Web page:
Ash Patel: Alright, so after this hundred days - you had a real estate background... Did you dive right into real estate, was it the fix and flip?

Sujata Shyam: They said take 100 days, but then I ended up taking 18 months actually traveling the world... And there was a reckoning moment that I had, Ash, where I was traveling, I was in Patagonia, and my sister wanted me to come back for her medical school graduation, and I decided I actually don't want to go, because I was living on so little money at the time. I was just literally living on about $10 a day. And I was having a great life, because I was doing work exchange, and I was meeting people, and I was doing couchsurfing, and it was just really fun... But it was a very low overhead lifestyle. And so when my sister wanted me to come visit, I just didn't want to spend the money to go do that, because I didn't have any passive income, or I had very little passive income at the time... And it was going to seriously cut into my runway of how long I could continue traveling.

So when I told her that I wasn't going to make it back for her graduation, she stopped talking to me, which was a hard, but important thing. I actually am so grateful for it, because it forced me to get to this reckoning moment of "What am I going to do? What do I really want for my life? Do I really want to just be like traveling in South America for the next 15 years, not making any money, but just having a good time like this? Or do I want to have more financial abundance and be able to have choices in my life where I can be free to do what it is I want with my time, but I can also fly back and forth, and make time for my family, and stay connected to my community etc."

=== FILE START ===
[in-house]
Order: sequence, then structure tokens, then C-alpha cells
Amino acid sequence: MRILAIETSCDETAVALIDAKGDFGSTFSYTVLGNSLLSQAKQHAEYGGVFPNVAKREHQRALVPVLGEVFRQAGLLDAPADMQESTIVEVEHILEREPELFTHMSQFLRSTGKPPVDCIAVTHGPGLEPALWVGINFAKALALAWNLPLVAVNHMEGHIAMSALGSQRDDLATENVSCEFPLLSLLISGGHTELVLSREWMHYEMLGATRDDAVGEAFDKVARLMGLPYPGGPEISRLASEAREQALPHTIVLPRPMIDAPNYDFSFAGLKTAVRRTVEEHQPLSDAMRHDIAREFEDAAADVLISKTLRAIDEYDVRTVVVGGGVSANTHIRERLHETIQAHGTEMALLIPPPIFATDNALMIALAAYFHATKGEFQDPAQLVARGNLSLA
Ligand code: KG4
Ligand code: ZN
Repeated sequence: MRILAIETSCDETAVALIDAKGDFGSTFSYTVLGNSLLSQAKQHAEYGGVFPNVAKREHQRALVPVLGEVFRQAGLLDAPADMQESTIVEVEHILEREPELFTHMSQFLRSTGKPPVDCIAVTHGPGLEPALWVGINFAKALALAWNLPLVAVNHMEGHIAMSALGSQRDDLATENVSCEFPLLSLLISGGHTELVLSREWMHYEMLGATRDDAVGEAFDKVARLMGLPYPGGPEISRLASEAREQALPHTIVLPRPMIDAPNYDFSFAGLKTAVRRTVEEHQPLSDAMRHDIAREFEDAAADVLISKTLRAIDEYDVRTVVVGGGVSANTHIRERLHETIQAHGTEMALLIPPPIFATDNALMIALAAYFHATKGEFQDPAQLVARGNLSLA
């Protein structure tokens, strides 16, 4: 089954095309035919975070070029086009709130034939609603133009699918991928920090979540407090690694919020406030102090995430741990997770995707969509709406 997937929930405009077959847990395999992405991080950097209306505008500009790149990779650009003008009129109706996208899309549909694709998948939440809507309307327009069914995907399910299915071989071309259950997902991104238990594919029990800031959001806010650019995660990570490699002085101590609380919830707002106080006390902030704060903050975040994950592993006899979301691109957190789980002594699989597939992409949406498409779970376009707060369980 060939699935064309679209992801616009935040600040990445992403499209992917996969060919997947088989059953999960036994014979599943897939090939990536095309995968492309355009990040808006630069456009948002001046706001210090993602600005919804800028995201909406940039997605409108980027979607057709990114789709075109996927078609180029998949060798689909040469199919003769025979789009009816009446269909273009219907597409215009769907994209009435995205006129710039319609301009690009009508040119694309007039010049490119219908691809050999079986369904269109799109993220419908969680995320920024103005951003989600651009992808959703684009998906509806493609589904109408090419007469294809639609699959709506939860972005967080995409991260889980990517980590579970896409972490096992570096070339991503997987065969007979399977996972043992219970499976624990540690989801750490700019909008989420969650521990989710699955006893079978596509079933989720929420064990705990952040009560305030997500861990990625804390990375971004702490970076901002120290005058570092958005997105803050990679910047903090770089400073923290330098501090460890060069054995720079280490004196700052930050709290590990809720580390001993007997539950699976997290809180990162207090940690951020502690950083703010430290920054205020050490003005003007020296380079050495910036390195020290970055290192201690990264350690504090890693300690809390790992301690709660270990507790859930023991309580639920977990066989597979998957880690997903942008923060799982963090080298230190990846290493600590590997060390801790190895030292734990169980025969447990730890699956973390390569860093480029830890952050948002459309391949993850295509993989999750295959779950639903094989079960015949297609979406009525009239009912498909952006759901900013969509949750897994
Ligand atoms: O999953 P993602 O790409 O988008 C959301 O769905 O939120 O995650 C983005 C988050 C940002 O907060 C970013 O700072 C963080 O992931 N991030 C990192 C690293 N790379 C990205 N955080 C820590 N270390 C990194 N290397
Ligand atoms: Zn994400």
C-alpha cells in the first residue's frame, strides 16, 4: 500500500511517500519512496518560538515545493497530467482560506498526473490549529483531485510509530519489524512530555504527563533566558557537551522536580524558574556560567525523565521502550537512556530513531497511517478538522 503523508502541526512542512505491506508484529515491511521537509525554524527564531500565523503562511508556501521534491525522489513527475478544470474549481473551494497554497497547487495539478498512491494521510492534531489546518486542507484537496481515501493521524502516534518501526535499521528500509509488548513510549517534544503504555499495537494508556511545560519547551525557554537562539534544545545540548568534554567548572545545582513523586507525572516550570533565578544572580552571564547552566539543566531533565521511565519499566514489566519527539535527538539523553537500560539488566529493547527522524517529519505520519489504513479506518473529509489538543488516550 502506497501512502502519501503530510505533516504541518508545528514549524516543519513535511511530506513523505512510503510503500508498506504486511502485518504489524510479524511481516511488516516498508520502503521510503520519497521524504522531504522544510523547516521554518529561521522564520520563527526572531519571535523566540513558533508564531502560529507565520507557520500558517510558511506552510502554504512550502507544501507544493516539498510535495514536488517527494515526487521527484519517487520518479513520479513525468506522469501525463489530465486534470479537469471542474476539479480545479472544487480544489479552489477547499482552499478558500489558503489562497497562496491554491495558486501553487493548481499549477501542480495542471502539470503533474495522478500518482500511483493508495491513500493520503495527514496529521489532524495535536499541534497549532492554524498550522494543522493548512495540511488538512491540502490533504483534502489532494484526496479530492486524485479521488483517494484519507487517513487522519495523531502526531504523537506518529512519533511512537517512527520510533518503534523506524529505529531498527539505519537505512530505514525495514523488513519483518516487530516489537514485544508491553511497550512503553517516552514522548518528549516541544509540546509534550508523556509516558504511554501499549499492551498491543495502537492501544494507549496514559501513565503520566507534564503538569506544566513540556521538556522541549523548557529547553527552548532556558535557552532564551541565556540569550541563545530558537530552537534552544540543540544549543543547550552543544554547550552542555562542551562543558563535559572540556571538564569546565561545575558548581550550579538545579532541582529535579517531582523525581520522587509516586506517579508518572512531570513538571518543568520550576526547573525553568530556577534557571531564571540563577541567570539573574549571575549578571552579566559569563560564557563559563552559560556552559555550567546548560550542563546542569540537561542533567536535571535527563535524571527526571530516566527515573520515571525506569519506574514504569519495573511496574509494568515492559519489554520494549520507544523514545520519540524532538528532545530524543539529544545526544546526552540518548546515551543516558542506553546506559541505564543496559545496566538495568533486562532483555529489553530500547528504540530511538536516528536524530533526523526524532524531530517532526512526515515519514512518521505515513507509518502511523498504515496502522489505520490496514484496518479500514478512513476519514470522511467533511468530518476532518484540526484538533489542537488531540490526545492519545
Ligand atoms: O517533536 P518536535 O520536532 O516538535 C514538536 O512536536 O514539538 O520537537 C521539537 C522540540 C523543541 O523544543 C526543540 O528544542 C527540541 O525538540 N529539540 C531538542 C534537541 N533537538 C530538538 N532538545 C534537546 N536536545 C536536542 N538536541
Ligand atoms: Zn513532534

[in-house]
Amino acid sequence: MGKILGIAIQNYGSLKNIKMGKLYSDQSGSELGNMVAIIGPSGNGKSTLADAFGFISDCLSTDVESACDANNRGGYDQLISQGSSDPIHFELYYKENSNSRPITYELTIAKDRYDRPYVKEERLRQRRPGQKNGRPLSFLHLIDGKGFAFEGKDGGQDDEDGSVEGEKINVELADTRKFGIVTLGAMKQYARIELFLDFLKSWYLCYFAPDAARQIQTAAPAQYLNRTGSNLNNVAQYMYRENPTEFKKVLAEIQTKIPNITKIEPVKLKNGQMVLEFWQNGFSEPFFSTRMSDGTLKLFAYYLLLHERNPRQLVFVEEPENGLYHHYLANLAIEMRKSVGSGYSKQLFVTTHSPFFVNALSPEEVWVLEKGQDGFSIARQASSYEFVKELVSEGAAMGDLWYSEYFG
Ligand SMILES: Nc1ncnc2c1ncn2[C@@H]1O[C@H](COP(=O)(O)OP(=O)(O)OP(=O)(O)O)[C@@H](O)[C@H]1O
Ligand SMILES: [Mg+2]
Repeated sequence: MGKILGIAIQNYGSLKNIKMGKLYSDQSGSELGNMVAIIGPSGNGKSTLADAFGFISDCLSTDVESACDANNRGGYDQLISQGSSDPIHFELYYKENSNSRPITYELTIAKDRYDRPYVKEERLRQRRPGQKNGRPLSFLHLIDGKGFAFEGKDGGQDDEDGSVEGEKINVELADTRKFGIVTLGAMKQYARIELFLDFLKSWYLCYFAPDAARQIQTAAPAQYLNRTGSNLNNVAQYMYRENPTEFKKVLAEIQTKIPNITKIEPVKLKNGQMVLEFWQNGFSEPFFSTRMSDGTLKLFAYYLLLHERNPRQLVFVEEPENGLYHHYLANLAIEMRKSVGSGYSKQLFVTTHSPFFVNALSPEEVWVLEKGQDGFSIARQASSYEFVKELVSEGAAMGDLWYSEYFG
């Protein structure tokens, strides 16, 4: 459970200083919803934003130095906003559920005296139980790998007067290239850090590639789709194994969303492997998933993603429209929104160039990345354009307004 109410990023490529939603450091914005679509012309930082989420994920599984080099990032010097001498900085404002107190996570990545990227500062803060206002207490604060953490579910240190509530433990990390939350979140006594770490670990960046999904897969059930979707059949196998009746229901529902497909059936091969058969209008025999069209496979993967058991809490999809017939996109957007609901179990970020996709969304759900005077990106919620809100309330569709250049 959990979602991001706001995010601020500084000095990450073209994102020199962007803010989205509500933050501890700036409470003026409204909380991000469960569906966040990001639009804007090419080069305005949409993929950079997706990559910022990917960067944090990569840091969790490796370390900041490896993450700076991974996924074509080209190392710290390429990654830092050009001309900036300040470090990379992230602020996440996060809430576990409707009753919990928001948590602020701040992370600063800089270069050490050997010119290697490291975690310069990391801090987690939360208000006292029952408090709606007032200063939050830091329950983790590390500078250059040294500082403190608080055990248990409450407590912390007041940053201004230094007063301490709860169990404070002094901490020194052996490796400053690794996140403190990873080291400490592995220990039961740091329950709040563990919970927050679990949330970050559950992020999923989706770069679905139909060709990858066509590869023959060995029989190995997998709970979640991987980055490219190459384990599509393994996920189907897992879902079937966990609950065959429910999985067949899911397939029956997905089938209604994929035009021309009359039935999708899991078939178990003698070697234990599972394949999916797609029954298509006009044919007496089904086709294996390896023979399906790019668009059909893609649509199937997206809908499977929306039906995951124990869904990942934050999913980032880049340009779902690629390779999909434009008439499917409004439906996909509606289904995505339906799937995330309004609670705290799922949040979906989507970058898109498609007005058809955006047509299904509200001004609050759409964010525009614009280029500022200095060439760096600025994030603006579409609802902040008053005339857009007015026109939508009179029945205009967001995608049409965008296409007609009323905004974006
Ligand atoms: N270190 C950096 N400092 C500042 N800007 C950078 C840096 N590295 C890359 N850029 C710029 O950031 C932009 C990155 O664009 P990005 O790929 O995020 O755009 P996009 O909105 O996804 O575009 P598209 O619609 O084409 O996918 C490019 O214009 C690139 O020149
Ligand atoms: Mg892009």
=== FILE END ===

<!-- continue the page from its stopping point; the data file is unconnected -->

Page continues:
So from [unintelligible 00:09:35.10] Argentina, I googled "passive income." And honestly, I don't know where I heard that. Maybe from some Rich Dad book, or something like that. But I hadn't really thought about it in a long time. I was just like, "I need passive income." So I googled it, and I found that there was just this whole world of people pursuing passive income. And I'll tell you, Ash - you asked me what did I do first, what did I dive into. Well, I later realized that I had these limiting beliefs about real estate, because - okay, at this point in time I had worked in real estate, I had worked in multifamily syndications for institutional equity. I had flipped a house and rented it successfully; a very successful project, and did it with no money to my name when I started it. And I had bought a house and I was house-hacking it. So my first house was cash-flowing within the first month of me purchasing it. So I had several wins in the real estate space. But when I googled passive income, I also, unbeknownst to me, had limiting beliefs around real estate. So when I started to pursue entrepreneurship, I pursued everything but real estate; the limiting belief was unconscious, so I didn't really know that I had it at the time... So I actually started out as a digital marketing consultant when I decided to pursue entrepreneurship.

Ash Patel: The typical nomadic go-to occupation, right?